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5. SUPPLICATION FROM A PILGRIM
15th century

Throughout history Ismaili pilgrims travelled far and wide to see the Imam of the Time. During the 15th century, one such Ismaili pilgrim tracked his way to Anjudan to see the 34th Imam Gharib Mirza, on behalf of the Jamats in Khurasan. The identity of the pilgrim is not very clear due to the poor quality of the manuscript but the ode to the Imam reads as follows:

“Greetings! O Emperor of the Realm of Faith and World; I come from Khurasan to behold your face. All I have is a soul imperfect, sins and transgressions galore. Despite such worthless goods, I long for your grace, hoping that through me you may forgive the trespasses of your servants-one and all. As you are the sovereign and governor of all creation, this being testified to by the Quran itself, your proper name has been made manifest to all the faithful. You are Shah Gharib and Mustansir, the inheritor of Shah Salam!”

Several generations earlier, in an entreaty to the Fatimid Imam al-Mustansir, al-Mu’ayyad Shirazi typifies the impatience to behold the face of the Imam of one’s time and the urgency of this beyond any possible worldly consideration. He wrote:

“I swear, were you to crown me, and were you to grant me dominion over the world entire and say to me ‘Let our meeting be postponed but an hour’

I would reply:

“O my Mawla, let us meet instead! For your delay of but an hour has turned my hair gray.”

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Date “Essential Readings (IV)” posted: July 5, 2011

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For other “Didar Series” posts please scroll down or click:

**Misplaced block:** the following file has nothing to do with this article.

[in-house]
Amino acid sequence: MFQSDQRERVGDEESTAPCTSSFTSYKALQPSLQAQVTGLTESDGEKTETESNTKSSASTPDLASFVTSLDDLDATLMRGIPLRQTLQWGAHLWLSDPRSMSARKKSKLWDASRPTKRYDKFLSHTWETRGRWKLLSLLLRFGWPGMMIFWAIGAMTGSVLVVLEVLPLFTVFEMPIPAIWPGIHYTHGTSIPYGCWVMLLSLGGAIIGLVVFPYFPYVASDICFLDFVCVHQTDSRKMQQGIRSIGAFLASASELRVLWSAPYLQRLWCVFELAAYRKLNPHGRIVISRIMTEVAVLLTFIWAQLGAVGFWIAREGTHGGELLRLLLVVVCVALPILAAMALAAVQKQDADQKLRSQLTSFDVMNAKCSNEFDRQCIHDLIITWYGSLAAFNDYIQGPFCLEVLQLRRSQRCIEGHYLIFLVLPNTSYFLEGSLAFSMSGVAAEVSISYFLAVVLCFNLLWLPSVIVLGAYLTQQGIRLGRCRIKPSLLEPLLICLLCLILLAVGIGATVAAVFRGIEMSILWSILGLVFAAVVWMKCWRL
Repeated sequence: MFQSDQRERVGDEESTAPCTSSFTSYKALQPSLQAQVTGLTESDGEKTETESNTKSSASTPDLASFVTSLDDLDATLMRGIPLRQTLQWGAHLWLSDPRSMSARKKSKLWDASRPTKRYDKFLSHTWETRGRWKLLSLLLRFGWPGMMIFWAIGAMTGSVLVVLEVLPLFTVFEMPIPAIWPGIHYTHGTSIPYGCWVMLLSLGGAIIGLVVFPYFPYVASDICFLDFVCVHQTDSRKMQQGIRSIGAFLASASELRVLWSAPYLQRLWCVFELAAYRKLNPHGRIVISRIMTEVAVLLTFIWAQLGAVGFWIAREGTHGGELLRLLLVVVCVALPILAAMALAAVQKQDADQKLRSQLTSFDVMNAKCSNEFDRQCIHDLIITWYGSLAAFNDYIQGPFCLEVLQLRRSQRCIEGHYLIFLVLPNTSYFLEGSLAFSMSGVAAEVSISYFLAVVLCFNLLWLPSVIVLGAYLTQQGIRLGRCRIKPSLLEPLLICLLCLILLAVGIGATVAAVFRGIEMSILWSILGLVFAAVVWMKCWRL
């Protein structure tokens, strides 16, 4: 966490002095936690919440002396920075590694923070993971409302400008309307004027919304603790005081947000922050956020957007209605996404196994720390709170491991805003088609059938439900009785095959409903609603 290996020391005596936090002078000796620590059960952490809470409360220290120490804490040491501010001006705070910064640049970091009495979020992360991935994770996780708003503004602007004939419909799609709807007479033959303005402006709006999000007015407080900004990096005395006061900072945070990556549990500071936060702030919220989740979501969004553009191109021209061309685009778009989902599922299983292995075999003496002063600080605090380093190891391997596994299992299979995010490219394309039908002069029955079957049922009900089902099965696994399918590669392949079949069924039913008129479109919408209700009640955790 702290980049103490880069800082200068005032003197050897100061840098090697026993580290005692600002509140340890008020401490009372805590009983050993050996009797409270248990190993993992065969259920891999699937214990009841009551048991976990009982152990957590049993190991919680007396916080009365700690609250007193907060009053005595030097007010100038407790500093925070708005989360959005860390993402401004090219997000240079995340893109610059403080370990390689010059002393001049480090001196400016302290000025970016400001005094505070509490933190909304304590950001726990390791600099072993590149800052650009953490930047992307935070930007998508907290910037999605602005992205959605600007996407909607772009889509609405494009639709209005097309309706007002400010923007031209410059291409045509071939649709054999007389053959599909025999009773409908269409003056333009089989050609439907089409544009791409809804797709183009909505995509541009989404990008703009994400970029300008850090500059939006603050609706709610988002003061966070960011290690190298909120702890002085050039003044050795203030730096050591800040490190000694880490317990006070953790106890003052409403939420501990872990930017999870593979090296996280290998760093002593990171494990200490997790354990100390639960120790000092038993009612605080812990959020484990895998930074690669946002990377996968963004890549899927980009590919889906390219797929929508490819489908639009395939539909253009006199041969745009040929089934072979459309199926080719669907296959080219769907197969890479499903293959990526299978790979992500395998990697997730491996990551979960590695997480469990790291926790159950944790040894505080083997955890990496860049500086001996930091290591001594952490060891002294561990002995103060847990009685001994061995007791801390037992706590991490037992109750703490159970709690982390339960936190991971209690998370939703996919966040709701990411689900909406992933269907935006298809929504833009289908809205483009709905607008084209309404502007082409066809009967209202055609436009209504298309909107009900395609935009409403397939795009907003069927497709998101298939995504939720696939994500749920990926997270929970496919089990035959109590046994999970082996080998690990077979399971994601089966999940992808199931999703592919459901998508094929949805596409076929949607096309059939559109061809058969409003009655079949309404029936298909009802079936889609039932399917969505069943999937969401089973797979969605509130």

Short Essential Readings (I) (The Imam – Proof of God, Dazzled by the Light, Companionship on High, Unity of Imamat, Supplication)
Short Essential Readings (II) (The Didar: Life’s Ultimate Purpose, The Unveiling at Sijilmasa, the Soul, Our Spiritual Parents, Supplication)
Short Essential Readings (III) (Imam’s Essence, Ism’ul-Azam, Quhistani’s Example, The Imam – A Cosmic Necessity, Supplication)
Short Essential Readings (IV) (You are reading it: Aab-i Shifaa, The Good One, The Nur of Imamat, Obedience to the Imam, Supplication)
Short Essential Readings (V) (The Example of Ismail Gangji, Imam’s Beatific Vision, Fatima’s Progeny, Imams – Ships of Salvation, Supplication)
Short Essential Readings (VI) (The Merciful Glance, The Manifest Imam, Jawhar’s Devotion, Love for the Imam and True Faith)

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REFERENCES:

(1) and (5) have been adapted from The Ismailis in the Middle Ages: A History of Survival, A Search for Salvation, a path breaking book by Shafique N. Virani, Hardcover – May 3, 2007. For author’s Website, please click » Ismailis in the Middle Ages.

(2) Adapted from Code of Conduct for the Followers of Imam by Qazi Noaman, translated by Prof. Jawad Muscati.

(3) Compiled from numerous sources including the Ta’lim curriculum published by Islamic Publications, London.

(4) Excerpt from Pandiyat Jawan Mardi (Counsels of Chivalry by Imam Mustansir billah)